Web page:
Even at the age of 64, kicking the habit can add four years to a person's life, while quitting by age 34 can increase life expectancy by a decade, according to a study published online Wednesday by the New England Journal of Medicine.
After analyzing health data from more than 200,000 Americans, researchers calculated that current smokers were three times more likely to die during the course of the study compared with people who had never smoked. For the most part, their deaths were caused by smoking-related ailments, including heart and lung disease. Overall, their odds of surviving to age 80 were half as good as for never-smokers.
But the study, one of two large-scale surveys in the journal providing updated information on smoking and mortality, saw significant benefits for those who quit. Giving up smoking between the ages of 35 and 44 was associated with a gain of nine years of life, and those who quit between 45 and 54 lived an extra six years.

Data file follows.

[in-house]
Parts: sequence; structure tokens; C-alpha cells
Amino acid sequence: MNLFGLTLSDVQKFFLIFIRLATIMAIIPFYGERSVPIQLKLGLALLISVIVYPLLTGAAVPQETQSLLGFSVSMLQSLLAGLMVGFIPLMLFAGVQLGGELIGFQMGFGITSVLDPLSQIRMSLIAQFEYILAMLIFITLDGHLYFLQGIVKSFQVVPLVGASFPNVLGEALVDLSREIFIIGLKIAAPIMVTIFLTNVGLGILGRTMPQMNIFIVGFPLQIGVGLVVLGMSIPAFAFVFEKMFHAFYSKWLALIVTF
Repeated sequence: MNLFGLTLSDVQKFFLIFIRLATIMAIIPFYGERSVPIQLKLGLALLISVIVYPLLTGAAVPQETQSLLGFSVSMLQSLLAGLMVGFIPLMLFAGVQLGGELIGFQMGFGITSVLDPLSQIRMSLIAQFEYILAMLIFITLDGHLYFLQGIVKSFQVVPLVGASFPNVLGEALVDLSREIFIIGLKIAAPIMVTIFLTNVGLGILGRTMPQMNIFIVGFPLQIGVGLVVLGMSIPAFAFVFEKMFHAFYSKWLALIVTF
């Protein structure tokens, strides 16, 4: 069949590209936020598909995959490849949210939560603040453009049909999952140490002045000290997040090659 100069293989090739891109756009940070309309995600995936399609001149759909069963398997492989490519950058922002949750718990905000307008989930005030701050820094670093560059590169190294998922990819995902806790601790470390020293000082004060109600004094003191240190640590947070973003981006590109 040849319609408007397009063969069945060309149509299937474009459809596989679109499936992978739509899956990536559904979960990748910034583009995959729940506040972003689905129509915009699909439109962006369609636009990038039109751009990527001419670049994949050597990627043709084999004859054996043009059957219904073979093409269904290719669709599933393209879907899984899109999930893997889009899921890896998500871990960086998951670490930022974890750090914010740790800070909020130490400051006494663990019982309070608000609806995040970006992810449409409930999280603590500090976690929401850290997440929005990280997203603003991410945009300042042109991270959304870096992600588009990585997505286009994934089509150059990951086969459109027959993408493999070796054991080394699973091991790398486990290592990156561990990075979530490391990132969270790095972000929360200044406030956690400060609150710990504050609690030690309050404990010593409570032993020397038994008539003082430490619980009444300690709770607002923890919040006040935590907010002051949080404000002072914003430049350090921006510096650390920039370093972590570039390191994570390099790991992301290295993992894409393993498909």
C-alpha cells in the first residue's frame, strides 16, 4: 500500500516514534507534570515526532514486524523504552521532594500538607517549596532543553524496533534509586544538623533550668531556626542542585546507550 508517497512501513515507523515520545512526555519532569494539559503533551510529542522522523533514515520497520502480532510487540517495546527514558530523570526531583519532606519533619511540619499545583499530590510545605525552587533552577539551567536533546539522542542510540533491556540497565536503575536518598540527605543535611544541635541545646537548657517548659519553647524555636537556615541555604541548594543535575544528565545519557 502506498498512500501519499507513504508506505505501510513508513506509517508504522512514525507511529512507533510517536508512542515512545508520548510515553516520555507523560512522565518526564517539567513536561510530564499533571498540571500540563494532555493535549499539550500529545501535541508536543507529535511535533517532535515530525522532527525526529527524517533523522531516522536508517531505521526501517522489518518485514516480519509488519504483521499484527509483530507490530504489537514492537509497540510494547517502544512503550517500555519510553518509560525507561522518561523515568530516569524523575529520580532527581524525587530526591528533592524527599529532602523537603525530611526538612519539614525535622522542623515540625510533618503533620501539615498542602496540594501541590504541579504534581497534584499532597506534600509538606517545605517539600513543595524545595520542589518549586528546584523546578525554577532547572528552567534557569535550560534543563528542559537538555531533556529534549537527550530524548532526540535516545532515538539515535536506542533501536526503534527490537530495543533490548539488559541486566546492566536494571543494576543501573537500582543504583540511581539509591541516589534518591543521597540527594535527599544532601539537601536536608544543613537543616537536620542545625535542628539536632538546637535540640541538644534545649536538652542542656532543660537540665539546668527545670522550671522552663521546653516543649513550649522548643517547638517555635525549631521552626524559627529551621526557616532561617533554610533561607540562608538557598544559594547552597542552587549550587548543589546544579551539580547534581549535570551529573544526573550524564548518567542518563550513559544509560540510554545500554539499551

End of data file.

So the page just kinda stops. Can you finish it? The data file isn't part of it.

"The good news is, because the risks are so big, the benefits of quitting are quite substantial," said study leader Prabhat Jha, an epidemiologist and director of the Center for Global Health Research, based in Toronto.
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